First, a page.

Our Vision for Student Success: Education System Administration Review

This is the third of a series of posts highlighting the key initiatives in your Liberal government’s Vision for Student Success.

In October 2017, we hired world-renowned education consultant, Dr. Avis Glaze, to conduct an Education System Administration Review which looked at the structure of administration and governance in our public education system. This is the first time in over 20 years that the Province has reviewed how we govern and administer education in Nova Scotia.

Specifically, the review looked at how public schools are administered, including elected school boards and their central office administration, along with administration at the Department of Education and Early Childhood Development.

The goal is to improve the foundation of the education system, so that the changes that emerge from the work of both the Council to Improve Classroom Conditions and the Commission on Inclusive Education are being introduced into an environment where there are clear reporting relationships, consistent implementation of policies and procedures and where the people who make up the system are organized around improving student success.

Dr. Glaze’s report, entitled Raise the Bar: A Coherent and Responsive Education Administrative System for Nova Scotia, was released in January. Dr. Glaze concluded that the Province’s education administrative model needs to be refocused and realigned to ensure student learning and achievement come first. The report includes 22 recommendations.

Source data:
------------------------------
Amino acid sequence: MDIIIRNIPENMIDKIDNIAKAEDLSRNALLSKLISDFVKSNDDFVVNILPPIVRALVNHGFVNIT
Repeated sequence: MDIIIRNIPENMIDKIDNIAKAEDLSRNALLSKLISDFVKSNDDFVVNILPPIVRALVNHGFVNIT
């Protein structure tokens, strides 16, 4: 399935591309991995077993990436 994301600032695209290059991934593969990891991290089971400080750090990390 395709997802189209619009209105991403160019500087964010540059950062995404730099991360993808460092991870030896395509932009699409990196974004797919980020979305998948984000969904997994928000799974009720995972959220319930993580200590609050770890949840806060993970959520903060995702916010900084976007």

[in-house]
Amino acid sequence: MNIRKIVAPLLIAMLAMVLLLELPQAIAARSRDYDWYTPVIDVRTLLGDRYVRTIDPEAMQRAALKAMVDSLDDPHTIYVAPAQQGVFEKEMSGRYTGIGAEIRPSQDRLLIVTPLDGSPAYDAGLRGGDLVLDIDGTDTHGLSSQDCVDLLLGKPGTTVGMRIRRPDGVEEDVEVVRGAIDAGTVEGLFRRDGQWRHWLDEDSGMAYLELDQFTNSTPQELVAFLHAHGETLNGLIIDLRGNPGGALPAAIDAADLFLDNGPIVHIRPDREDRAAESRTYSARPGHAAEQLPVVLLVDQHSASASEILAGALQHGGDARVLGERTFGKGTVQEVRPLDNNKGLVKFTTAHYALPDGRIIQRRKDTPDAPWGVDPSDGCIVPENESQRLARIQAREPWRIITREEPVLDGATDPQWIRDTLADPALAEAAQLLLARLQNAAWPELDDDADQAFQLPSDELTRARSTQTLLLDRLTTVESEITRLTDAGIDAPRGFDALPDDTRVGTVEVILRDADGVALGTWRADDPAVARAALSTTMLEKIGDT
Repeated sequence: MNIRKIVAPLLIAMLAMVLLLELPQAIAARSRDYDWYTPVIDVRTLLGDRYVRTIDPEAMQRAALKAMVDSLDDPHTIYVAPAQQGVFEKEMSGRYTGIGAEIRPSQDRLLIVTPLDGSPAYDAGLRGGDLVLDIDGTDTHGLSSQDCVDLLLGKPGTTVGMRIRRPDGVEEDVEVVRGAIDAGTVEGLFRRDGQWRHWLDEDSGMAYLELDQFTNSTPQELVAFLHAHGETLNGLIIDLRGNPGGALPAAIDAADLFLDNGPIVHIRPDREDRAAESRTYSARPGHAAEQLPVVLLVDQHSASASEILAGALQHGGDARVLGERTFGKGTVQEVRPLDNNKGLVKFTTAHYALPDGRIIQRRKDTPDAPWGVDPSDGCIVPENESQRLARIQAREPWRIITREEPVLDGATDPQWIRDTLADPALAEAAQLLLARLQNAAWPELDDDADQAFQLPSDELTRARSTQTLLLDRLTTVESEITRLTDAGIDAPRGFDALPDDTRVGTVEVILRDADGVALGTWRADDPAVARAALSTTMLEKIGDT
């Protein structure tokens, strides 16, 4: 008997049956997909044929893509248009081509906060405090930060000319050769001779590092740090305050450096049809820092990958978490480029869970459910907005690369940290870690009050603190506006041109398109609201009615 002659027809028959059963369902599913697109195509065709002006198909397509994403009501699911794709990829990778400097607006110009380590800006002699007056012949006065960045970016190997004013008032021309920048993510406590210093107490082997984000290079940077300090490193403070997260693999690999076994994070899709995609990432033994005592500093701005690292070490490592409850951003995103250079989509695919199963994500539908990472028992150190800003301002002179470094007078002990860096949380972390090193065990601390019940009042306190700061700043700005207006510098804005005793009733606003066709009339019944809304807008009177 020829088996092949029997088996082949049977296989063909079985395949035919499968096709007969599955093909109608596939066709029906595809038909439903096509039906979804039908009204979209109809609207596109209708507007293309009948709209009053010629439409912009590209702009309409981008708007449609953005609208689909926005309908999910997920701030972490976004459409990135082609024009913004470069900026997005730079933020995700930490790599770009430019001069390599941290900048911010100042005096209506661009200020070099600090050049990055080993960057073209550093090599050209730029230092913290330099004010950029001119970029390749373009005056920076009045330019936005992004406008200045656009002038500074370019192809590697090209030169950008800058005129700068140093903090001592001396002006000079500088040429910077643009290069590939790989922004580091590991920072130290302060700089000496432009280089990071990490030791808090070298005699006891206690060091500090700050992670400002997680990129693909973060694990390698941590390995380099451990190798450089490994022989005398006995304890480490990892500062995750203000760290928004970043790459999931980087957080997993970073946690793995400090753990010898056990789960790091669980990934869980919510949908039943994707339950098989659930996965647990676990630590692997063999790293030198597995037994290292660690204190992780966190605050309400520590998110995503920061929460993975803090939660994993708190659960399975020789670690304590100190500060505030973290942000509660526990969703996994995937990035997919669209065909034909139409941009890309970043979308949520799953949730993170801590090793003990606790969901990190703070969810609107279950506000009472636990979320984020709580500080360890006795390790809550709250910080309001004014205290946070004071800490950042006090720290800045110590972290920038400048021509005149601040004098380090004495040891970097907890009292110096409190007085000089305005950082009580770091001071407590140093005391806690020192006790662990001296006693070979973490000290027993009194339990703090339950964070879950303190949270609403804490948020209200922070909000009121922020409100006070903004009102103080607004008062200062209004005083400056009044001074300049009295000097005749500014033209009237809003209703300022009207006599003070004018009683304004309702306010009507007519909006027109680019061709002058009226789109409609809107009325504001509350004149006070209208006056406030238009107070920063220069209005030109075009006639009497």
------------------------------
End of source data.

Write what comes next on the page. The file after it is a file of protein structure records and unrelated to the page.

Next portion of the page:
“Our singular focus is on improving student success,” said Zach Churchill, Minister of Education and Early Childhood Development.

On January 24th, the Minister accepted the spirit and intent of the report and initiated the implementation of the recommendations beginning with:

  1. Unifying the system by dissolving the seven elected regional school boards and creating one provincial advisory council. The structure of the Conseil scolaire acadien provincial will not change.
  2. Allocating a portion of the money saved from the changes to enhance the role and influence of school advisory councils for all schools (or families of schools) in the province to strengthen the local voice in schools
  3. Changing the name of superintendents to regional executive directors and to enhance their role to focus on student achievement, reporting directly to the deputy minister of Education and Early Childhood Development
  4. Moving principals and vice-principals from the Nova Scotia Teachers Union, while protecting salaries, pensions and benefits
  5. Moving teaching support specialists (literacy leads, math mentors) out of regional education offices and into classrooms four days a week, with the fifth day dedicated to planning and preparation
  6. Creating an independent Provincial College of Educators

You can review the full report, government’s response, the recommendations, and more here.